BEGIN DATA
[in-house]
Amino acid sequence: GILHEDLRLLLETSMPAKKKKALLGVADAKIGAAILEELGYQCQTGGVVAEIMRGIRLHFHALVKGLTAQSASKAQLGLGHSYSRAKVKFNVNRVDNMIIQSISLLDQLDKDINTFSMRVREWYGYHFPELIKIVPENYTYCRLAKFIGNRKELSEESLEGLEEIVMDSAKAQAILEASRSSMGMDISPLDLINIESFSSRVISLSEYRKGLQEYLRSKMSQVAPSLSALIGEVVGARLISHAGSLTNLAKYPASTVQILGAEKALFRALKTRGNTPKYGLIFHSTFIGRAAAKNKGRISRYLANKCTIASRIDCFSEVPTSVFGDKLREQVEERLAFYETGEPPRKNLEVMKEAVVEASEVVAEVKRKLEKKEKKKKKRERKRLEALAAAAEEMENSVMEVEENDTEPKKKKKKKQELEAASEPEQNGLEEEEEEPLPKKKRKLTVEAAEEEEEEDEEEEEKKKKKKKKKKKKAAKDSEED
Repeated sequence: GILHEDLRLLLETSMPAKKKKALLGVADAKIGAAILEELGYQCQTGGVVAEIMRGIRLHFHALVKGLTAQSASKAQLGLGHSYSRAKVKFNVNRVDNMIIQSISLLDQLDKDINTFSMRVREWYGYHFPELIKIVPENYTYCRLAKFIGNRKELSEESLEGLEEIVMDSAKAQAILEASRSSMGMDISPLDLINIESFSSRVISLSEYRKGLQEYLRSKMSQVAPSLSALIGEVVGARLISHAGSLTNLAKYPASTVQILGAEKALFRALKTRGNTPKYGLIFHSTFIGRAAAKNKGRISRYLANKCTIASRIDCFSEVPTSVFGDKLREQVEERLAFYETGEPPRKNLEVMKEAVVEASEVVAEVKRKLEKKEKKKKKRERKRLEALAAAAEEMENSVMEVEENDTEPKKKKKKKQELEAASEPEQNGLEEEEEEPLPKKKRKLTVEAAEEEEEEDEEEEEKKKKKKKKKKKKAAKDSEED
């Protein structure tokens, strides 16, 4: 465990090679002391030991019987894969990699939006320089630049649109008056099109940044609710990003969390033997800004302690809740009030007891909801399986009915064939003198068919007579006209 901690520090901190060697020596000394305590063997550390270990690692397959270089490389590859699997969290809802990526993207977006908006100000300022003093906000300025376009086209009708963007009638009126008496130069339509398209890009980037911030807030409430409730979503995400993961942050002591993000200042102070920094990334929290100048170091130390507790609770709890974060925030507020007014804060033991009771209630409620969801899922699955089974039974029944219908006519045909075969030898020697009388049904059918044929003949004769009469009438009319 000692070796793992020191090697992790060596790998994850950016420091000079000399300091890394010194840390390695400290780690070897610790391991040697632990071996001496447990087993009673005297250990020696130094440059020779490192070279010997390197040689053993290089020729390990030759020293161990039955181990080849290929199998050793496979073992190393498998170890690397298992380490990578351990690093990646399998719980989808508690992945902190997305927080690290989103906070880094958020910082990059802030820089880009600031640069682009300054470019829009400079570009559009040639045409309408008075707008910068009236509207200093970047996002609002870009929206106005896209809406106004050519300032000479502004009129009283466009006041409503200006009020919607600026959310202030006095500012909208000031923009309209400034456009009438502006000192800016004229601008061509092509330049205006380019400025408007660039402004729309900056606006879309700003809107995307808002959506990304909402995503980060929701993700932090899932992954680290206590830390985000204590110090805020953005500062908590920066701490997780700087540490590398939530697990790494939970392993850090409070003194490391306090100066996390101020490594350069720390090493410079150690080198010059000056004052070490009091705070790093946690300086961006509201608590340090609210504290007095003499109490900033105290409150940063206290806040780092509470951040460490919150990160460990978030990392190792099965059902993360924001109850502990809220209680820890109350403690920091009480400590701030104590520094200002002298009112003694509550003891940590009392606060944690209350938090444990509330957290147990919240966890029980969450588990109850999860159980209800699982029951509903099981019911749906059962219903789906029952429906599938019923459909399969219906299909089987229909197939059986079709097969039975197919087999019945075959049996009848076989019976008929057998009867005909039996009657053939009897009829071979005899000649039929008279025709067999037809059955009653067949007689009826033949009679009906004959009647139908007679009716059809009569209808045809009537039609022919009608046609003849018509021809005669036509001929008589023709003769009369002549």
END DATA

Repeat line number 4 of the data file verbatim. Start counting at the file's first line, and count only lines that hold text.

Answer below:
């Protein structure tokens, strides 16, 4: 465990090679002391030991019987894969990699939006320089630049649109008056099109940044609710990003969390033997800004302690809740009030007891909801399986009915064939003198068919007579006209 901690520090901190060697020596000394305590063997550390270990690692397959270089490389590859699997969290809802990526993207977006908006100000300022003093906000300025376009086209009708963007009638009126008496130069339509398209890009980037911030807030409430409730979503995400993961942050002591993000200042102070920094990334929290100048170091130390507790609770709890974060925030507020007014804060033991009771209630409620969801899922699955089974039974029944219908006519045909075969030898020697009388049904059918044929003949004769009469009438009319 000692070796793992020191090697992790060596790998994850950016420091000079000399300091890394010194840390390695400290780690070897610790391991040697632990071996001496447990087993009673005297250990020696130094440059020779490192070279010997390197040689053993290089020729390990030759020293161990039955181990080849290929199998050793496979073992190393498998170890690397298992380490990578351990690093990646399998719980989808508690992945902190997305927080690290989103906070880094958020910082990059802030820089880009600031640069682009300054470019829009400079570009559009040639045409309408008075707008910068009236509207200093970047996002609002870009929206106005896209809406106004050519300032000479502004009129009283466009006041409503200006009020919607600026959310202030006095500012909208000031923009309209400034456009009438502006000192800016004229601008061509092509330049205006380019400025408007660039402004729309900056606006879309700003809107995307808002959506990304909402995503980060929701993700932090899932992954680290206590830390985000204590110090805020953005500062908590920066701490997780700087540490590398939530697990790494939970392993850090409070003194490391306090100066996390101020490594350069720390090493410079150690080198010059000056004052070490009091705070790093946690300086961006509201608590340090609210504290007095003499109490900033105290409150940063206290806040780092509470951040460490919150990160460990978030990392190792099965059902993360924001109850502990809220209680820890109350403690920091009480400590701030104590520094200002002298009112003694509550003891940590009392606060944690209350938090444990509330957290147990919240966890029980969450588990109850999860159980209800699982029951509903099981019911749906059962219903789906029952429906599938019923459909399969219906299909089987229909197939059986079709097969039975197919087999019945075959049996009848076989019976008929057998009867005909039996009657053939009897009829071979005899000649039929008279025709067999037809059955009653067949007689009826033949009679009906004959009647139908007679009716059809009569209808045809009537039609022919009608046609003849018509021809005669036509001929008589023709003769009369002549």